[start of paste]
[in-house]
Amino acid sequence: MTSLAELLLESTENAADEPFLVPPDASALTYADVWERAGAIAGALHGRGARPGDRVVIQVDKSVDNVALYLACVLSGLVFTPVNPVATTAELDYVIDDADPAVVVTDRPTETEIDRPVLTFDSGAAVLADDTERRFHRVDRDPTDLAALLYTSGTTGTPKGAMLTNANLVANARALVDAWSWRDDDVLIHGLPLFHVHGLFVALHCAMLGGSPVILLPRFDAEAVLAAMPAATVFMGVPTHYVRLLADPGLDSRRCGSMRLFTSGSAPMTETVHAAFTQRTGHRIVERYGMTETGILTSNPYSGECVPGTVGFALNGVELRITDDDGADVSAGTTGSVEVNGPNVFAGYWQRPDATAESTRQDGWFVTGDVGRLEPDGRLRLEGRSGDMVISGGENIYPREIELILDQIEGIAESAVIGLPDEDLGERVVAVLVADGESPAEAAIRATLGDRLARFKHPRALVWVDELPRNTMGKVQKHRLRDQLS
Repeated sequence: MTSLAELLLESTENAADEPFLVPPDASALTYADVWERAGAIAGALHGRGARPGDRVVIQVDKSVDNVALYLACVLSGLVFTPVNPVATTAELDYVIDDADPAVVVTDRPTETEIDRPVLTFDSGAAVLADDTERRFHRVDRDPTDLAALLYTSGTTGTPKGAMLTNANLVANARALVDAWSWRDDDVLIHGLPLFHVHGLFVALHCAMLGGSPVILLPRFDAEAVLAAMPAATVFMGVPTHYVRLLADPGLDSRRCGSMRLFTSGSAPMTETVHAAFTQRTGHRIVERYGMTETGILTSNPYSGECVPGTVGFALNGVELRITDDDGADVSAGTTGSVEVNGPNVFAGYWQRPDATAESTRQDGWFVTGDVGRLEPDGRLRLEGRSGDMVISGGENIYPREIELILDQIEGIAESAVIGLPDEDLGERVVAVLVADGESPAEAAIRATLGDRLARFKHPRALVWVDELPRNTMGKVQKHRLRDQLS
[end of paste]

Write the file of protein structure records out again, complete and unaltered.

[in-house]
Amino acid sequence: MTSLAELLLESTENAADEPFLVPPDASALTYADVWERAGAIAGALHGRGARPGDRVVIQVDKSVDNVALYLACVLSGLVFTPVNPVATTAELDYVIDDADPAVVVTDRPTETEIDRPVLTFDSGAAVLADDTERRFHRVDRDPTDLAALLYTSGTTGTPKGAMLTNANLVANARALVDAWSWRDDDVLIHGLPLFHVHGLFVALHCAMLGGSPVILLPRFDAEAVLAAMPAATVFMGVPTHYVRLLADPGLDSRRCGSMRLFTSGSAPMTETVHAAFTQRTGHRIVERYGMTETGILTSNPYSGECVPGTVGFALNGVELRITDDDGADVSAGTTGSVEVNGPNVFAGYWQRPDATAESTRQDGWFVTGDVGRLEPDGRLRLEGRSGDMVISGGENIYPREIELILDQIEGIAESAVIGLPDEDLGERVVAVLVADGESPAEAAIRATLGDRLARFKHPRALVWVDELPRNTMGKVQKHRLRDQLS
Repeated sequence: MTSLAELLLESTENAADEPFLVPPDASALTYADVWERAGAIAGALHGRGARPGDRVVIQVDKSVDNVALYLACVLSGLVFTPVNPVATTAELDYVIDDADPAVVVTDRPTETEIDRPVLTFDSGAAVLADDTERRFHRVDRDPTDLAALLYTSGTTGTPKGAMLTNANLVANARALVDAWSWRDDDVLIHGLPLFHVHGLFVALHCAMLGGSPVILLPRFDAEAVLAAMPAATVFMGVPTHYVRLLADPGLDSRRCGSMRLFTSGSAPMTETVHAAFTQRTGHRIVERYGMTETGILTSNPYSGECVPGTVGFALNGVELRITDDDGADVSAGTTGSVEVNGPNVFAGYWQRPDATAESTRQDGWFVTGDVGRLEPDGRLRLEGRSGDMVISGGENIYPREIELILDQIEGIAESAVIGLPDEDLGERVVAVLVADGESPAEAAIRATLGDRLARFKHPRALVWVDELPRNTMGKVQKHRLRDQLS